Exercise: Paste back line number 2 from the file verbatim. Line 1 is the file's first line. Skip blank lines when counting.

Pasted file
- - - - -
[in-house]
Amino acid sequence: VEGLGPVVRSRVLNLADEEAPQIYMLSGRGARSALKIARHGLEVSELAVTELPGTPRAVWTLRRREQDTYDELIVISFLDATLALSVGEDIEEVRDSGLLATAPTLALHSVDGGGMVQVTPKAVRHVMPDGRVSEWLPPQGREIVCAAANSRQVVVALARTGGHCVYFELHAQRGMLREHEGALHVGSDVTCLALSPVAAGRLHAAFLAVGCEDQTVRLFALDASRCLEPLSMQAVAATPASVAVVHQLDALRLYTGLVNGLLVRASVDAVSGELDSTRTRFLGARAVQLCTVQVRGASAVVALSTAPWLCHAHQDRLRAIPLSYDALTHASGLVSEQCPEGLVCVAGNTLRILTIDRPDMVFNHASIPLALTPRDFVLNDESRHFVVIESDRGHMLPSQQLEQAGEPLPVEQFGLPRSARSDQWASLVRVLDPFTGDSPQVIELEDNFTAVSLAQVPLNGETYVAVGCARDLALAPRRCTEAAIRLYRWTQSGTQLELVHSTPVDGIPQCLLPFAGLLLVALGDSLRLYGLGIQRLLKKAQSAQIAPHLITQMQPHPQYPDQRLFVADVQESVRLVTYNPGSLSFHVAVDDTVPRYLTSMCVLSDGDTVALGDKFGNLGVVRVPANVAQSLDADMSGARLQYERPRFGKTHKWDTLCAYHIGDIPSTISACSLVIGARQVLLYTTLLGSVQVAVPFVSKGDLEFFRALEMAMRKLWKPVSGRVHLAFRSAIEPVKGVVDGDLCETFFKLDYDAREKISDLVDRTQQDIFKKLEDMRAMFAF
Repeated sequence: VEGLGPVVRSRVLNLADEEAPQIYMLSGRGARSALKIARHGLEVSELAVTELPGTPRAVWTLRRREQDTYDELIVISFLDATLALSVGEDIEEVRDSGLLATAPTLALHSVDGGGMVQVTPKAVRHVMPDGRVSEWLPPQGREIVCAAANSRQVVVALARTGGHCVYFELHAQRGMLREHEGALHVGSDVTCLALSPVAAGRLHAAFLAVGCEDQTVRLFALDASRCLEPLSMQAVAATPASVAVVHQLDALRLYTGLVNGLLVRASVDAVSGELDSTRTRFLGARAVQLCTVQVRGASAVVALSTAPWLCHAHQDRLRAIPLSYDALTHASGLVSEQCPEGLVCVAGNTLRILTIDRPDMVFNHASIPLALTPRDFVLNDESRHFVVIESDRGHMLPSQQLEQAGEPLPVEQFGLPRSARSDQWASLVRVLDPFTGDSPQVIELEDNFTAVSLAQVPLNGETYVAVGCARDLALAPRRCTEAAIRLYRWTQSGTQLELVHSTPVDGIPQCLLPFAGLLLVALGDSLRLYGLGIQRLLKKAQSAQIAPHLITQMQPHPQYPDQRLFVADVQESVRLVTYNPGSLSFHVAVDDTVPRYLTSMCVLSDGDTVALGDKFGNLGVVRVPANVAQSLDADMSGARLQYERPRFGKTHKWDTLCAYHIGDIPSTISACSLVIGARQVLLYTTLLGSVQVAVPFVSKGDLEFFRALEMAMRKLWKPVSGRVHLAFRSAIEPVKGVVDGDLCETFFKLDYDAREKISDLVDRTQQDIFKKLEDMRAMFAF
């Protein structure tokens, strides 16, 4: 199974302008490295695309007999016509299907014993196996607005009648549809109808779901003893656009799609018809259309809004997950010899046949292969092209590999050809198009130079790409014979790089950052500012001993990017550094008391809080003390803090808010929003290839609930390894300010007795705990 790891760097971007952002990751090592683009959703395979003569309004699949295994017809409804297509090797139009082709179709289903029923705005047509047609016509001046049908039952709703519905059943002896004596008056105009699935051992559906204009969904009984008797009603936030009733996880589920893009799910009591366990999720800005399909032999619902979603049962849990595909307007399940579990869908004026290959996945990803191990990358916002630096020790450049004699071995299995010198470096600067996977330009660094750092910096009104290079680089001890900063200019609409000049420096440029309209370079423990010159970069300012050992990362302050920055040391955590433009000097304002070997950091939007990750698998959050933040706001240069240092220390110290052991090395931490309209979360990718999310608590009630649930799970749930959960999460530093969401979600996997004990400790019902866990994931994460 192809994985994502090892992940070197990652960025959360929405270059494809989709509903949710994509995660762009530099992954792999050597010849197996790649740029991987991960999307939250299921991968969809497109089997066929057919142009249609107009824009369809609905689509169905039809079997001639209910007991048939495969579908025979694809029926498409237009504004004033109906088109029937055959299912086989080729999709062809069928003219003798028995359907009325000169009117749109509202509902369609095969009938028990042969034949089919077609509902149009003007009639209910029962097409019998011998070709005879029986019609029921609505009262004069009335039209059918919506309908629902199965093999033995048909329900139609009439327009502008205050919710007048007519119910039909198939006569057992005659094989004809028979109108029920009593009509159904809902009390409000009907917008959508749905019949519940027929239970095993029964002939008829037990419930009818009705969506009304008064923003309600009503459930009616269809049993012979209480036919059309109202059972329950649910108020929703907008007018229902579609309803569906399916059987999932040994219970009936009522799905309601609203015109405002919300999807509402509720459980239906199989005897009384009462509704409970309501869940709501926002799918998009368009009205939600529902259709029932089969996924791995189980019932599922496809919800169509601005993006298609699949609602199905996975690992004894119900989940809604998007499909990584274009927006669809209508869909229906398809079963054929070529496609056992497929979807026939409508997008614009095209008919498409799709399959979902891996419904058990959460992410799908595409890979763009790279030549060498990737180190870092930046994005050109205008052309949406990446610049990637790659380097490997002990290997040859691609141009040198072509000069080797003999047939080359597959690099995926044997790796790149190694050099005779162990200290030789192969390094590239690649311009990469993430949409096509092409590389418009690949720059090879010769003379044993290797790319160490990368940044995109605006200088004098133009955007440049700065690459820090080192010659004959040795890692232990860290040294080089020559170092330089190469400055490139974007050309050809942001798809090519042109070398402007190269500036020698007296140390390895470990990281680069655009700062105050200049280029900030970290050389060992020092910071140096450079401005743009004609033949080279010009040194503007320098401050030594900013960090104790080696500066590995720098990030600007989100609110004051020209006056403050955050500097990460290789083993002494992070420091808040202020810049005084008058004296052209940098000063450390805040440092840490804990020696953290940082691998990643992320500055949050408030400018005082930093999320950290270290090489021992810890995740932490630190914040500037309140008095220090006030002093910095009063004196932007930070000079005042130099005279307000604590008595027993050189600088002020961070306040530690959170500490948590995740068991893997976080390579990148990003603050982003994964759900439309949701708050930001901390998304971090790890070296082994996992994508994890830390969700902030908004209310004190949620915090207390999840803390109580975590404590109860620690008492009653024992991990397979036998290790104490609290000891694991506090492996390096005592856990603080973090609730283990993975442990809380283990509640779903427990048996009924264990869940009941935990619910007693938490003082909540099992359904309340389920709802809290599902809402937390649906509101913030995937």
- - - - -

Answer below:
Amino acid sequence: VEGLGPVVRSRVLNLADEEAPQIYMLSGRGARSALKIARHGLEVSELAVTELPGTPRAVWTLRRREQDTYDELIVISFLDATLALSVGEDIEEVRDSGLLATAPTLALHSVDGGGMVQVTPKAVRHVMPDGRVSEWLPPQGREIVCAAANSRQVVVALARTGGHCVYFELHAQRGMLREHEGALHVGSDVTCLALSPVAAGRLHAAFLAVGCEDQTVRLFALDASRCLEPLSMQAVAATPASVAVVHQLDALRLYTGLVNGLLVRASVDAVSGELDSTRTRFLGARAVQLCTVQVRGASAVVALSTAPWLCHAHQDRLRAIPLSYDALTHASGLVSEQCPEGLVCVAGNTLRILTIDRPDMVFNHASIPLALTPRDFVLNDESRHFVVIESDRGHMLPSQQLEQAGEPLPVEQFGLPRSARSDQWASLVRVLDPFTGDSPQVIELEDNFTAVSLAQVPLNGETYVAVGCARDLALAPRRCTEAAIRLYRWTQSGTQLELVHSTPVDGIPQCLLPFAGLLLVALGDSLRLYGLGIQRLLKKAQSAQIAPHLITQMQPHPQYPDQRLFVADVQESVRLVTYNPGSLSFHVAVDDTVPRYLTSMCVLSDGDTVALGDKFGNLGVVRVPANVAQSLDADMSGARLQYERPRFGKTHKWDTLCAYHIGDIPSTISACSLVIGARQVLLYTTLLGSVQVAVPFVSKGDLEFFRALEMAMRKLWKPVSGRVHLAFRSAIEPVKGVVDGDLCETFFKLDYDAREKISDLVDRTQQDIFKKLEDMRAMFAF